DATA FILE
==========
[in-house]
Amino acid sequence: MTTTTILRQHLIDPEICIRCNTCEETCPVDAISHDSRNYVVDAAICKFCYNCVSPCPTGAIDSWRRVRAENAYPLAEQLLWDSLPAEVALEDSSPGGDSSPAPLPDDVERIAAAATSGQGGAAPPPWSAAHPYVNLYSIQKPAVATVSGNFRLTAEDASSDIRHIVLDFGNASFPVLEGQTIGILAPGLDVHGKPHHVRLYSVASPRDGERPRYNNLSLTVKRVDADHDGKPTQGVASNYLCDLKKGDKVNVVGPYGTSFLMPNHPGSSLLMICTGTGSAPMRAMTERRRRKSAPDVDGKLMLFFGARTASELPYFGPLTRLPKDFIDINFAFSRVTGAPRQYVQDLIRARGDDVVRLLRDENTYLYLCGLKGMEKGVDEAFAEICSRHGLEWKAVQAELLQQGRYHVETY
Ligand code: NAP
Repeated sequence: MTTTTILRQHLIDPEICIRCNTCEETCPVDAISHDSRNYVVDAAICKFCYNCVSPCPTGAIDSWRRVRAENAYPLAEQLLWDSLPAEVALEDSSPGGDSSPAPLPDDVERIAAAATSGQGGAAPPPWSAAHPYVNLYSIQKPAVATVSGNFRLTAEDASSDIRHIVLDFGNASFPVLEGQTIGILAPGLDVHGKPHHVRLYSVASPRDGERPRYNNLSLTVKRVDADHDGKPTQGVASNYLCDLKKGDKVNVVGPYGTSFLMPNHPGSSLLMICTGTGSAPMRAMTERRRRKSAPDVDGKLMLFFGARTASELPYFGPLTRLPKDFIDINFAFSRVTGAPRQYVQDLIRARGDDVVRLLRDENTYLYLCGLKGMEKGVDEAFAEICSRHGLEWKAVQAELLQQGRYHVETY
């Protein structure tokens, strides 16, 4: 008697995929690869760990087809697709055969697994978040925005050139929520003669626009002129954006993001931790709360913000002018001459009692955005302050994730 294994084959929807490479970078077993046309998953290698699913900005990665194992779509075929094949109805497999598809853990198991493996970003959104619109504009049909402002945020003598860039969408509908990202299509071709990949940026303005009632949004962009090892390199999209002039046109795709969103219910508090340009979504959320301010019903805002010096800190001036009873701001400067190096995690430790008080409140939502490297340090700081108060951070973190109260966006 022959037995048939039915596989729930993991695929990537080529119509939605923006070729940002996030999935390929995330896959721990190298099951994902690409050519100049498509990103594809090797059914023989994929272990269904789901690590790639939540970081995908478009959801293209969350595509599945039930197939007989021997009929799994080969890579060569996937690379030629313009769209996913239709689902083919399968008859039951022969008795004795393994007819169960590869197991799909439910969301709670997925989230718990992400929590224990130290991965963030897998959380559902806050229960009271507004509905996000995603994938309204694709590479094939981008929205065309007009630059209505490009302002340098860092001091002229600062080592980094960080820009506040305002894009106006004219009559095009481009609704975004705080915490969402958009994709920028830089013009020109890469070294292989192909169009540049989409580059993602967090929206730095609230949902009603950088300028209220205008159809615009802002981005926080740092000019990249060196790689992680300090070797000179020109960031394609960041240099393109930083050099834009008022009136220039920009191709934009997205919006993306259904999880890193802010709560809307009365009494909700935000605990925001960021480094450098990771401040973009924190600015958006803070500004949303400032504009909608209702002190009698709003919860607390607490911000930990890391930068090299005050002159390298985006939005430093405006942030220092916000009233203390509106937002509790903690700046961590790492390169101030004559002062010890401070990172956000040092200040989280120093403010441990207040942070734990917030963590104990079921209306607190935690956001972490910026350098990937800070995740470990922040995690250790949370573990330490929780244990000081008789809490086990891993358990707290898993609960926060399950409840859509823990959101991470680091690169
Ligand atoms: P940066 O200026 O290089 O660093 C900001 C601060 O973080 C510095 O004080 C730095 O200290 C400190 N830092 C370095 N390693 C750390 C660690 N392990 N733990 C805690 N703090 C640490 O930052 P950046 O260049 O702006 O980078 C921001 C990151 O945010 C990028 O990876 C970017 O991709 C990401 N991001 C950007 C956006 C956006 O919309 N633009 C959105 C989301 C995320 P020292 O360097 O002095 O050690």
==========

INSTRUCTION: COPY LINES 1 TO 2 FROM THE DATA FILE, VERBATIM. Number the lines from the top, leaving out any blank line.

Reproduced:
[in-house]
Amino acid sequence: MTTTTILRQHLIDPEICIRCNTCEETCPVDAISHDSRNYVVDAAICKFCYNCVSPCPTGAIDSWRRVRAENAYPLAEQLLWDSLPAEVALEDSSPGGDSSPAPLPDDVERIAAAATSGQGGAAPPPWSAAHPYVNLYSIQKPAVATVSGNFRLTAEDASSDIRHIVLDFGNASFPVLEGQTIGILAPGLDVHGKPHHVRLYSVASPRDGERPRYNNLSLTVKRVDADHDGKPTQGVASNYLCDLKKGDKVNVVGPYGTSFLMPNHPGSSLLMICTGTGSAPMRAMTERRRRKSAPDVDGKLMLFFGARTASELPYFGPLTRLPKDFIDINFAFSRVTGAPRQYVQDLIRARGDDVVRLLRDENTYLYLCGLKGMEKGVDEAFAEICSRHGLEWKAVQAELLQQGRYHVETY